College News

Access, achievement equity shape new initiative with UW-Madison

Image By: Betsy Osterberger and Betsy Osterberger

UW-Madison will work to boost accessibility and eliminate the achievement gap — which are often attributed to race and socioeconomic status — in a new initiative led by the Association of Public and Land-grant Universities.

The effort, which is known as Powered by Publics: Scaling Student Success is the largest collaborative effort in the country garnered toward improving college access and equity, as well as the number of degrees awarded each year.

The participating institutions will break down into “clusters” ranging from four to 12 universities to discuss and implement practices that will encourage success for students pursuing a degree. UW-Madison is one of the seven universities in the Big Ten Academic Alliance cluster.

This diverse range of schools is designed is to help hone in on target areas for their work. The Big Ten cluster will focus on retention and persistence.

Jocelyn Milner, vice provost of academic affairs and one of the representatives for the Big Ten cluster, explored areas that need to be “fleshed out” in order to be most successful.

For her cluster, Milner looked into efforts to increase aid for students with little available resources, boosting essential academic and career advising opportunities and documenting and improving the policies and practices that revolve around stop- and drop-outs.

Some of the remaining clusters will tackle integrating data collection systems to monitor student progress, financial aid and student financial literacy, early career advising to prepare students’ for the job market.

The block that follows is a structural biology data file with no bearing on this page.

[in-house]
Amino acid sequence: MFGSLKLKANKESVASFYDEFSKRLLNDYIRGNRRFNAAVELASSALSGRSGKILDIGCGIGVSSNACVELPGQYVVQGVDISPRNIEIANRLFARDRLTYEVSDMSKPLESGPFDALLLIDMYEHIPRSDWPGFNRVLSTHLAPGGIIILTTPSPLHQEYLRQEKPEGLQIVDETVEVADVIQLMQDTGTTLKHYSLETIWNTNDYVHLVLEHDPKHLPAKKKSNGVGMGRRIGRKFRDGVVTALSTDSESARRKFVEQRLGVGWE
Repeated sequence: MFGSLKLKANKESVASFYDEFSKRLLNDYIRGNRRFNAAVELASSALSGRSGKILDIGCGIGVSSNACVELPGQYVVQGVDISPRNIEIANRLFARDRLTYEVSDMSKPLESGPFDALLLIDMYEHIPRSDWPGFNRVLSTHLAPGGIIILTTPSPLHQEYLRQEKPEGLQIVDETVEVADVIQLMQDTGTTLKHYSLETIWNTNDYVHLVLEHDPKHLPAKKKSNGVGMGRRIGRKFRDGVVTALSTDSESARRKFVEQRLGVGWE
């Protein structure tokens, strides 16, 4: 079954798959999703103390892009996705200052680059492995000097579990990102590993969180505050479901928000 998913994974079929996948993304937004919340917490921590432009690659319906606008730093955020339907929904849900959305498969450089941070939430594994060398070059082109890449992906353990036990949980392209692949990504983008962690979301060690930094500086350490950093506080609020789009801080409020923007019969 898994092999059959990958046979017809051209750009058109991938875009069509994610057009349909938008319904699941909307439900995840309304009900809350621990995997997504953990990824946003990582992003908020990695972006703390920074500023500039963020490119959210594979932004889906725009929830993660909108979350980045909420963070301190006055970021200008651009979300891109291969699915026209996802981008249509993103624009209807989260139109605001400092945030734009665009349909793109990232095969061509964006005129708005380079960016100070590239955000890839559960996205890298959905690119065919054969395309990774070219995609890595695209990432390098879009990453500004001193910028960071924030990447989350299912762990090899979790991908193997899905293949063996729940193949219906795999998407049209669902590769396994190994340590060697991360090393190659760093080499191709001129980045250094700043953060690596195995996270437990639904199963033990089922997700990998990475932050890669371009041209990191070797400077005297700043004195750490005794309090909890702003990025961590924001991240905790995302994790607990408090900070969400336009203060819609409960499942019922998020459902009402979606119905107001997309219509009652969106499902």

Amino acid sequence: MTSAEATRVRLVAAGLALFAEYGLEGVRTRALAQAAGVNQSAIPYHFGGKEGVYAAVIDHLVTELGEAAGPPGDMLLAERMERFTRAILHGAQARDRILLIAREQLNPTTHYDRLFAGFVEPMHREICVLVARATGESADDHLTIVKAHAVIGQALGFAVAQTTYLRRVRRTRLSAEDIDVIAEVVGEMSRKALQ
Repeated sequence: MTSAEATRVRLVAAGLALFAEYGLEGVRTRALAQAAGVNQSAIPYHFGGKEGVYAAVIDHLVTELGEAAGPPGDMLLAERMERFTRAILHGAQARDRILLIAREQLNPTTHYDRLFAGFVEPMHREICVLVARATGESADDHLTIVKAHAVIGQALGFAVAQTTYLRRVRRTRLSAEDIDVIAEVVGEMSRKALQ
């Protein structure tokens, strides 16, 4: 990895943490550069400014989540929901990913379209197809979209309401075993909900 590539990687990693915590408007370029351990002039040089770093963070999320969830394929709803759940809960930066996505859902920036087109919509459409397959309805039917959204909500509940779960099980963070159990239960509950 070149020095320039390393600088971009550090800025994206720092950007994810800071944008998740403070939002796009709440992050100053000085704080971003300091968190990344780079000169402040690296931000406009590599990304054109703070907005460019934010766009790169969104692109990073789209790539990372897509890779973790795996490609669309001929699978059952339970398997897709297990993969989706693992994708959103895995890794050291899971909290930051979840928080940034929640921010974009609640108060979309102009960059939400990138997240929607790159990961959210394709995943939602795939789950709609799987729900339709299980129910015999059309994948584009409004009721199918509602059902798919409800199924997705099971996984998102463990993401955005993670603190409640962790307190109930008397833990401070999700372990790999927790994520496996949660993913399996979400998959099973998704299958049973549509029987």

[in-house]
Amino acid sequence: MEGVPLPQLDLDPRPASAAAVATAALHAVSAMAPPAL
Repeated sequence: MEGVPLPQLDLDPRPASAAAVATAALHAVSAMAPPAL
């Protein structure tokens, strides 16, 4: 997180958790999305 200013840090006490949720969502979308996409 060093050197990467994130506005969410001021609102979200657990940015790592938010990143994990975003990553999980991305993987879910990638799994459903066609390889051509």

Combined, the 130 public universities and systems enroll three million students. One million, of which, receive Pell Grants. The participating campuses share a variety of institutional characteristics, including enrollment, student demographics and regional workforce needs.

“UW-Madison has launched a series of recent initiatives to ensure that the state’s flagship remains accessible for all those who are qualified to attend,” UW-Madison Chancellor Rebecca Blank said. “Participation in this effort should further that goal.”

UW-Madison has already made strides towards improving accessibility with the introduction of Bucky’s Tuition Promise. In its first year, it provided tuition to 796 first-generation and low- to moderate income students. This makes up for roughly one-fifth of the incoming students in the current academic year.

“Over the past few years, we’ve witnessed a real and growing enthusiasm among public university leaders to advance college completion nationally,” said APLU President Peter McPherson. “We have to seize the moment and mobilize institutions to improve not just college access, but also equity in student outcomes and the number of students who earn degrees.”

The APLU’s Center for Public University Transformation, which was created earlier this year, is set to be a driving force to create change across the public higher education sector. The Center will share data with the participating institutions in hopes of progressing the quality of education in the future.

The Center — along with the all the universities — aim to achieve these goals by 2025.

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